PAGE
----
Tuesday, June 30, 2009

LL7 - The Evil of the Daleks 7

The pace of the first six episodes of this story has been relatively slow and drawn out (to its credit), but the final installment moves along at a breakneck speed. Things really only start to go off the rails for the Daleks in the last five minutes. (Apologies to those who have never seen this story yet, as spoilers are to follow. But then, if you've been reading this blog this far, you probably already know I don't really avoid them, anyway.)

The final battle is monumental, but I'm surprised that it really happens at all. In Episode Six, the Human Factor Daleks are recalled to Skaro, along with the rest of the Daleks. However, instead of being isolated for study or incarceration (the Human Factor Daleks were only really created, as the Emperor Dalek states, to determine what the Dalek Factor is), they are allowed to roam free and mingle with the other Daleks. Much panic ensues when one is discovered to be on the loose, but it never needed to get that far. Why did the Daleks pay so little attention to the Human Factor Daleks once they got back to Skaro?

In doing so, the Daleks just did themselves in. The Human Factor Daleks start asking questions, then start to revert back to their one basic instinct - kill. The ensuing war (which starts and escalates very quickly) seems to be only between the Black Daleks and any Daleks infected with the Human Factor (thanks to the Doctor's sabotage of the Daleks' transformation arch).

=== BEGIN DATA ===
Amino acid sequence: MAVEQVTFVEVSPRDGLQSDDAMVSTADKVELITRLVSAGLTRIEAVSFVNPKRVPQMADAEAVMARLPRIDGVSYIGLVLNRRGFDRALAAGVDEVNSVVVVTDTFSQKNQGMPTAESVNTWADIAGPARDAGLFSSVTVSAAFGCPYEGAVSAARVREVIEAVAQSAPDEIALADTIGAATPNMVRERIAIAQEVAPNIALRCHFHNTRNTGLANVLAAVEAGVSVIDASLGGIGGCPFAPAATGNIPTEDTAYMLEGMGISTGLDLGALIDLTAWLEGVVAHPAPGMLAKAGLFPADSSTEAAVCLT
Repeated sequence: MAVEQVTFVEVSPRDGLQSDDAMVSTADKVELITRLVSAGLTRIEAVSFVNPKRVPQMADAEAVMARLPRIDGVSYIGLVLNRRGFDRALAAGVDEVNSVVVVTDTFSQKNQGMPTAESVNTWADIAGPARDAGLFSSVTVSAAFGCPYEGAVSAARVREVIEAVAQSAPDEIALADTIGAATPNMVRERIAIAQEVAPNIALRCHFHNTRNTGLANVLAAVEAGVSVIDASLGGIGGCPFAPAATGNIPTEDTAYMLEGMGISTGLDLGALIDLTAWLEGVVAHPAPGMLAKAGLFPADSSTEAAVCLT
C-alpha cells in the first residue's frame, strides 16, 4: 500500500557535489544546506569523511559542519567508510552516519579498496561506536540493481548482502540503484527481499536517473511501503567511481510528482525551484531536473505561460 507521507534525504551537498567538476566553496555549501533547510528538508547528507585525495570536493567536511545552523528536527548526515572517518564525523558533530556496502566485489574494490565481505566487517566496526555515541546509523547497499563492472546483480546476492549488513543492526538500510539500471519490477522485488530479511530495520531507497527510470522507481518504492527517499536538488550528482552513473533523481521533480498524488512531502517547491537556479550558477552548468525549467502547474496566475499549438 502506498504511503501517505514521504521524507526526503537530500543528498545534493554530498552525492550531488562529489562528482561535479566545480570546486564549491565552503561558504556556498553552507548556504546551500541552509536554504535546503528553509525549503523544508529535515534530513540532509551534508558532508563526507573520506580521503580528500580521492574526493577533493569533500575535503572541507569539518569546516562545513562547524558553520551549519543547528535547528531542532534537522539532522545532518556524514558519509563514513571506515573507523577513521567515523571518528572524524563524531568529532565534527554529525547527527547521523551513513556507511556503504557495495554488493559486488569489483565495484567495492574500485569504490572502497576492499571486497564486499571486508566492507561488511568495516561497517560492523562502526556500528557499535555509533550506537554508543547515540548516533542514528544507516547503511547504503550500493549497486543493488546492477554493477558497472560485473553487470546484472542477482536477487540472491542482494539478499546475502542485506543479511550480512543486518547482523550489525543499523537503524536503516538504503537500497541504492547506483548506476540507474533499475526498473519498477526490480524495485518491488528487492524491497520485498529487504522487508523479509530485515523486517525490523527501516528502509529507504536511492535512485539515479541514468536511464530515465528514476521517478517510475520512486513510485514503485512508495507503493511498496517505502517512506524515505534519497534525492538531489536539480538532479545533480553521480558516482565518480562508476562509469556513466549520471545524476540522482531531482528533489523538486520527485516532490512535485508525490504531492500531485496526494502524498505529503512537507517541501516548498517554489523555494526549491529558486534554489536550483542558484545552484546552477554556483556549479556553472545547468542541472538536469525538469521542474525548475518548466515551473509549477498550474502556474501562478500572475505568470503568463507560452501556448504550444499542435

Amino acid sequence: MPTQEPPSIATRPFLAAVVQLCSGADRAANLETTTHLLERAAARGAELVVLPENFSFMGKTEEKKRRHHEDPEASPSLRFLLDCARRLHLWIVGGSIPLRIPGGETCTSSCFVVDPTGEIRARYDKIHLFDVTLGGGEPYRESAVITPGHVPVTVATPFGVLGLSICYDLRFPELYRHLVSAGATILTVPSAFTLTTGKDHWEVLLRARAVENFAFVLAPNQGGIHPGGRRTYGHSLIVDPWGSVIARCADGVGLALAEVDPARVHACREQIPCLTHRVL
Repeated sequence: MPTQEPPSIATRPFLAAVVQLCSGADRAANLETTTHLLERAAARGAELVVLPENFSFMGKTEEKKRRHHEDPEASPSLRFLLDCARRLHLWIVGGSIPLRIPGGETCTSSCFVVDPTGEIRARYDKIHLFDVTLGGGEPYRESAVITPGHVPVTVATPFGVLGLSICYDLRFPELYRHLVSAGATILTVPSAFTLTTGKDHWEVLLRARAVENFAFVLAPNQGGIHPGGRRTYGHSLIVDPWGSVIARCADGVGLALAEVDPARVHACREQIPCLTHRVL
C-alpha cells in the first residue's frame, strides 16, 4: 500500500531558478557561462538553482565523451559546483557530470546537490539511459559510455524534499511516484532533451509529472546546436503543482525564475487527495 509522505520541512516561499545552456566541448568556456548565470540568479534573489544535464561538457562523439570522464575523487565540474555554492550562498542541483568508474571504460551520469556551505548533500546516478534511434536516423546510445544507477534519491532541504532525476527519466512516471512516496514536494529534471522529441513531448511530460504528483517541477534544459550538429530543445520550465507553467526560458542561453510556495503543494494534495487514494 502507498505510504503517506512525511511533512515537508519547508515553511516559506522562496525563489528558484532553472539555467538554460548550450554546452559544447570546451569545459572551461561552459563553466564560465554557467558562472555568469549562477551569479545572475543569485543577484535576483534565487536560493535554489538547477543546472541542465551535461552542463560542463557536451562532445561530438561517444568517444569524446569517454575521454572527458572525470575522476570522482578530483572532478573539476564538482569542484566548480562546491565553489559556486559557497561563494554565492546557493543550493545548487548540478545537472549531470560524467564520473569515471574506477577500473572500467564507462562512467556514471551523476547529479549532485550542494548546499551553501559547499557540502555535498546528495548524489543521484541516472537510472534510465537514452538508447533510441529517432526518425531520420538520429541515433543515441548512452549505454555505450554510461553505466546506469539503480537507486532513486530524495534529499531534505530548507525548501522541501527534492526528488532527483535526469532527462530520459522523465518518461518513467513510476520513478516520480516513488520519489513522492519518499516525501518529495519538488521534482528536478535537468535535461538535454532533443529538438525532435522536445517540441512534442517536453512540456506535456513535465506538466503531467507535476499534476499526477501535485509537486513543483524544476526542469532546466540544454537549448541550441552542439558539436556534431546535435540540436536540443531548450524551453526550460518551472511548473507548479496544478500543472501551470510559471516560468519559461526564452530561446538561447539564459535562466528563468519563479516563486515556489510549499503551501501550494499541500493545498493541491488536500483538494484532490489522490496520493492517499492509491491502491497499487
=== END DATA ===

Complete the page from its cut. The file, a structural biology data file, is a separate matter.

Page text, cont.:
It's fun to think of how this story plays into what we know of established Dalek history today. Because of The Doctor's actions, the Daleks are destroyed. A couple hundred years in his own future, he would have the chance to destroy them again in Genesis of the Daleks, but would hesitate. Does he reconsider then because of the genocide The Doctor inflicts in this story? Does The Evil of the Daleks take place, as some fan commentators would be keen to suggest, in the far future, and is, indeed, "the final end" of the Dalek race? Once the events of Genesis of the Daleks occur, does Evil even exist in the new timeline? Books could be written speculating this kind of stuff.

My primary impression while watching this story, though, was the weight of expectation. The Evil of the Daleks is often lauded as one of the all time classics in Doctor Who, and it is difficult to watch it without having its lofty status staring you in the face. As I said earlier, this was my first experience with a missing adventure, having listened to it years before I came across any other missing adventures, so i already knew what to expect. I fully expected Evil to supplant The Power of the Daleks as my vote for the best Troughton story, if not the best Dalek story ever, but it did not. Evil is good, don't get me wrong, but I think most of its reputation is derived from the explosive finale. Pound for pound, I am still quite firmly in the Power camp, although to have two such strong Dalek serials in the same season is worthy of note, as their adventures would seldom reach the heights of this quality ever again.


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